Mr. O'Connor said he wanted the dog in a secure facility and wanted it there immediately.
"Mr. and Mrs. Herbert are very upset about the ferociousness of the attacks."
Ms. Sabina said she will hold a hearing on the attack tomorrow. Both the Tantinarawat and Herbert families will be notified of the hearing.
"My heart is broken for both these families. These are all good, caring people," Ms. Sabina said.
by SabrinaEmm1 on 28 November 2007 - 22:11
Some dogs are dog aggressive, and their families either need to get a good handle on the dog or give it up to someone who can manage it. This dog probably would not harm a person, dog aggression does not equal people aggression.
by Yvette on 28 November 2007 - 23:11
My goodness! Is this in Massachusetts? I am sorry for both families. If my dogs were to ever be like that, I'd do something to ensure it would never happen again! I wish people would learn more about owning dogs! I try to be very responsible with my 2 & try to educate others at my work. We had a crazy nussence of a Golden Retriever come in today. No rules what so ever & probably never leaves his yard, unless to be groomed or vetted. He yanked his owner all over the place this morning. Jumping all over the place. When I got to the leash, he got a good qiuck pop & told to behave & he did as he was told without a problem! The only other thing he did was try to boss around a Mastiff in the next kennel. The Mastiff really wanted to play.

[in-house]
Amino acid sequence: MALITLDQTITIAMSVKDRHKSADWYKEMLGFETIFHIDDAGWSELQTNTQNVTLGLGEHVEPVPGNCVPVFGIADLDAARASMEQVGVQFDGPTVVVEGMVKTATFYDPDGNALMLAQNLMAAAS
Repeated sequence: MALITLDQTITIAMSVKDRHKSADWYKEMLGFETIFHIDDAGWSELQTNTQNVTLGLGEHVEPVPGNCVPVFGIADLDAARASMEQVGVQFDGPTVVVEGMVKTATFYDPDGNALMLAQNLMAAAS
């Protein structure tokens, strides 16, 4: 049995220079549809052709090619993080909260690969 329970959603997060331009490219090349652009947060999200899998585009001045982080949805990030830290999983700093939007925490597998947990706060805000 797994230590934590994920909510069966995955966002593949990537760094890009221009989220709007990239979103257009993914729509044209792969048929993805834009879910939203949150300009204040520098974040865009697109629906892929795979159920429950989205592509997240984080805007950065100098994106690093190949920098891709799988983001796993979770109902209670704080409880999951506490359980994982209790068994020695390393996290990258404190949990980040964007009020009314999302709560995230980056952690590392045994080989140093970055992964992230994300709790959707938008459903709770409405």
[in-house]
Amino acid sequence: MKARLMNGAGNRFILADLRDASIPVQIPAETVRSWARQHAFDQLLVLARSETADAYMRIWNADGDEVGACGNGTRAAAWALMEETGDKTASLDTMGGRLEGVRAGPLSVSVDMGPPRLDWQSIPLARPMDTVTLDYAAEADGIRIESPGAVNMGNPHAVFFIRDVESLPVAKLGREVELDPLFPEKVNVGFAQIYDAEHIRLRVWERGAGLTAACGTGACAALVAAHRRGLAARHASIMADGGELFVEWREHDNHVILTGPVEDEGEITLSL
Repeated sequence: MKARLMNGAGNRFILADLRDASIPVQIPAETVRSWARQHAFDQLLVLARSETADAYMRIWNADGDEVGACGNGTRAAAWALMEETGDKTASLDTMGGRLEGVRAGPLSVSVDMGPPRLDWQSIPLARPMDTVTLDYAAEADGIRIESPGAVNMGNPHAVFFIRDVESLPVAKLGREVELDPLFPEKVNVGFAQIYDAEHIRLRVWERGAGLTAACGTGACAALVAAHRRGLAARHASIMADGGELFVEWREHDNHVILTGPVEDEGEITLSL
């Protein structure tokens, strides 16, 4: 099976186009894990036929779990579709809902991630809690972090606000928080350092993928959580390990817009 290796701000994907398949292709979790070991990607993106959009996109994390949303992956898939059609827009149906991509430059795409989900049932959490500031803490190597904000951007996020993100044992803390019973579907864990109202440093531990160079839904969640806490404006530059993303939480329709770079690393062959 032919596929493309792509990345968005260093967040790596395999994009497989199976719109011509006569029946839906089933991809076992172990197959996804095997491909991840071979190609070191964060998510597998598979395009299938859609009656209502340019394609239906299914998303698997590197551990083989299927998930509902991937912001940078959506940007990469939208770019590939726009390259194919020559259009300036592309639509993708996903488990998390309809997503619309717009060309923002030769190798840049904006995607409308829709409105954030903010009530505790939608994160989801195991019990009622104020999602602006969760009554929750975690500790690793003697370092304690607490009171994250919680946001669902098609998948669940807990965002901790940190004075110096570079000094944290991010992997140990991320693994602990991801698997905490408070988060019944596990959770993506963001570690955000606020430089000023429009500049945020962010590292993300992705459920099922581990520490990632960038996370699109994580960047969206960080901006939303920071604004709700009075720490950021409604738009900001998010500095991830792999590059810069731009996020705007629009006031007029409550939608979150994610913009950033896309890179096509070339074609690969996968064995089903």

by Bob-O on 28 November 2007 - 23:11
Sabrina, I agree but I cannot help but think that this dog's behaviour was quite predictable. While I never trust an invisible fence to restrain the dogs controlled by that fence, at least the owners of the injured dog were making an effort to avoid their dogs being a nusiance to anyone else.
So this Newfoundland has a history of escaping? More like the animal's owner has a history of being a negligent dumbass! I think this time the owner will be forced to pay attention and maintain control of the dog; if indeed their dog is returned.
Some dogs are just dog-agressive. At least one-half (1/2) of mine are this way and there is not much I can do about it other than maintain control of the dog. At times this control has been accomplished with a prong collar and a muzzle. When I have a dog with me in public it is seldom a problem, but one never knows when some idiot wants his/her dog to meet your's, and of course many dogs are off-leash and roaming.